Actually they do own and run one of the root servers. The company I work for owns and runs another of them. I submitted arguments, as a private individual, to not expand the root zone when this was being mooted. That all being said they are the legitimate party to decide what gets added to the root zone.

Comment: Re:1993 All over again (RFC-1935) (Score 1) 101

by marka63 (#47692885) Attached to: ICANN Offers Fix For Domain Name Collisions

This isn't RFC 1535 all over again unless you are using partially qualified names where the end of the partially qualified name just happens to match one of the new TLDs. Partially qualified names have always been dangerous.

I just wish I had been able to convince Paul to break all existing use of partially qualified names back then by not appending search elements to any name with multiple labels. As much as foo.lab is convenient to type, foo.lab.example.net was safe as was foo + lab.example.net as a search list element.

Comment: Re:Why do people use internal TLDs? (Score 1) 101

by marka63 (#47692805) Attached to: ICANN Offers Fix For Domain Name Collisions

They don't own you. However they are the authority for which names are added to the root zone. New TLD labels have always been possible and have been added from time to time.

The RBDMS vendors that squatted on a TLD were not rational actors. They knew or should have known that new TLDs could be added to the DNS at anytime. That new TLDS would be added to the DNS was published as part of the switch from a flat namespace to a hierarchical namespace. They failed to do due diligence. If they wanted a reserved name they could have requested one or heaven forbid registered one.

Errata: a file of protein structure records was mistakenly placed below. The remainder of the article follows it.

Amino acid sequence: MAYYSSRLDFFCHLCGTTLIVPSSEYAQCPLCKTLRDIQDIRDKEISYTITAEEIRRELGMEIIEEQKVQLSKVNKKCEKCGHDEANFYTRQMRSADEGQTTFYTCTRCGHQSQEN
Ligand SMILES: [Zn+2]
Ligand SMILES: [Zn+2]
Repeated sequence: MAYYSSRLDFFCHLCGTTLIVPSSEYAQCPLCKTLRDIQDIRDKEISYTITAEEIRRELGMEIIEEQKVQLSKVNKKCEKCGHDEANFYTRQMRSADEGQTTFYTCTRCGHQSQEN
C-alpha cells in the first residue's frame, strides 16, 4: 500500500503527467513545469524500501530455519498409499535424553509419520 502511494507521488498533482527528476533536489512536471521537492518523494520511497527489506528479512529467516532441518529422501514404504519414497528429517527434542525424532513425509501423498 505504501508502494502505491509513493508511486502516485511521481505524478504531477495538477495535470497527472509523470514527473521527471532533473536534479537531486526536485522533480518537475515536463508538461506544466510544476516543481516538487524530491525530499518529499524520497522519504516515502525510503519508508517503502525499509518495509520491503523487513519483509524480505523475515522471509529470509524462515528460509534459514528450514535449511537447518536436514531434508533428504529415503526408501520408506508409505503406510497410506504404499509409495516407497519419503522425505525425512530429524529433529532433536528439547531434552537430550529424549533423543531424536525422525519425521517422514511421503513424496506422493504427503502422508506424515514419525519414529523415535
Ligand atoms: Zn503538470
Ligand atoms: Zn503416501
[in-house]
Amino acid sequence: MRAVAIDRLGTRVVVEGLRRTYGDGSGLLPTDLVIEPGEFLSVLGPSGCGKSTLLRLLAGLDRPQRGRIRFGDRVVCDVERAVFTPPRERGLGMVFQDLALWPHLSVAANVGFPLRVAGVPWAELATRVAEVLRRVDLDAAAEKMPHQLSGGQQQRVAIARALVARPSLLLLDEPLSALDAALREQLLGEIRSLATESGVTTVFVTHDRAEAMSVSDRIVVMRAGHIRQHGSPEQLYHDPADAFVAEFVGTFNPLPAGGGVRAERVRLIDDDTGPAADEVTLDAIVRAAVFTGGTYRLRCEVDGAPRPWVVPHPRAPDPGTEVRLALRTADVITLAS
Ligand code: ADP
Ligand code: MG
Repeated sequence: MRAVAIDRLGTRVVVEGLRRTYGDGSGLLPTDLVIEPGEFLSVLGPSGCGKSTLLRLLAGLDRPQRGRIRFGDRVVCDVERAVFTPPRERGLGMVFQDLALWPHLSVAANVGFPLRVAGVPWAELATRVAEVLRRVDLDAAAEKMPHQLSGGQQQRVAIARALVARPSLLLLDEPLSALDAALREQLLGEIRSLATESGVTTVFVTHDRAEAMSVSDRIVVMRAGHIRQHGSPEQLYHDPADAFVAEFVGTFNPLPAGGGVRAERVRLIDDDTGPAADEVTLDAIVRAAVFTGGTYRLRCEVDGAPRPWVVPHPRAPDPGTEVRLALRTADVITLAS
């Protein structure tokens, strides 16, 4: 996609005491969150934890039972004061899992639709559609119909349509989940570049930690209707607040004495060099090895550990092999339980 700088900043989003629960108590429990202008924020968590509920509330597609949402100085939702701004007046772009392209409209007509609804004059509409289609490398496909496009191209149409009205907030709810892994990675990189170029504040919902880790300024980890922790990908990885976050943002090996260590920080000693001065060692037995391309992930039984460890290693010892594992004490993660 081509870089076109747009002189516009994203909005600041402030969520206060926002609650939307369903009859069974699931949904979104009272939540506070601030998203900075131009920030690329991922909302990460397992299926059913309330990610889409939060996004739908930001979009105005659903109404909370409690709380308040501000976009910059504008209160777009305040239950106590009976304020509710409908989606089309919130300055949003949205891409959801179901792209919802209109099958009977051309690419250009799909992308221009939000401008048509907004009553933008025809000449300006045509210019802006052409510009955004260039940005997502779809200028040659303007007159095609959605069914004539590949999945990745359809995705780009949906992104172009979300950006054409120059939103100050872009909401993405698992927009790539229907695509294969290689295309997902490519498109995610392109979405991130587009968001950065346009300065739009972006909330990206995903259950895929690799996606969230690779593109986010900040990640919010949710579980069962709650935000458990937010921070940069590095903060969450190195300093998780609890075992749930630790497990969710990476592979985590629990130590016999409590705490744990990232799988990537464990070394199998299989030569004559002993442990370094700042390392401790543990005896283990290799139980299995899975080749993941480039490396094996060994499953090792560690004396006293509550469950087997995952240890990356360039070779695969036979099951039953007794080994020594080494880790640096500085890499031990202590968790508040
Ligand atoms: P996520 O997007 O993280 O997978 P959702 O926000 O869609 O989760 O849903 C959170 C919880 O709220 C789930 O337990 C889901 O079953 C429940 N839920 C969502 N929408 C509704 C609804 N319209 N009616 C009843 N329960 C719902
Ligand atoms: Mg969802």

This is like vendors that squatted on 1.0.0.0 address space.

Comment: Re:Why do people use internal TLDs? (Score 1) 101

by marka63 (#47692701) Attached to: ICANN Offers Fix For Domain Name Collisions

Firstly ICANN didn't just assert ownership of the root. They inherited it along with the rest of the IANA.

And the administrators gambled that no one else would ever register that tld. Sorry they just lost that bet.

The DNS is designed to allow everyone to have their own namespace. To do this you need to register the name so that it can be uniquely yours. If you can't register it, don't use it. Period.

As for those protocols they could have requested a reserved name. They just failed to do so. There have always been processes to get reserved names.

Comment: Re:Ipv6 to ipv4 interoperability is only way (Score 1) 248

by marka63 (#47662661) Attached to: The IPv4 Internet Hiccups

Until there is sufficient IPv6 penetration that continuing to run IPv4 becomes pointless. If you turn on IPv6 on home networks over half the incoming traffic will be IPv6 traffic. Globally IPv6 is 4-6% IP traffic depending upon where you measure it. IP has replaced many networking protocols in the past. IPv6 will replace IPv4. The writing is already on the wall.

Many networks today are IPv6 only internally with protocol translation to talk to the legacy IPv4 Internet.

Other are dual stack translated to IPv6 only then translated back to dual stack on the Internet.

With IPv4 you are only going to get less and less functionality now that many ISP's are getting to the stage of having to deploy CGNAT. As a home user having a publicly reachable address will become a thing of the past.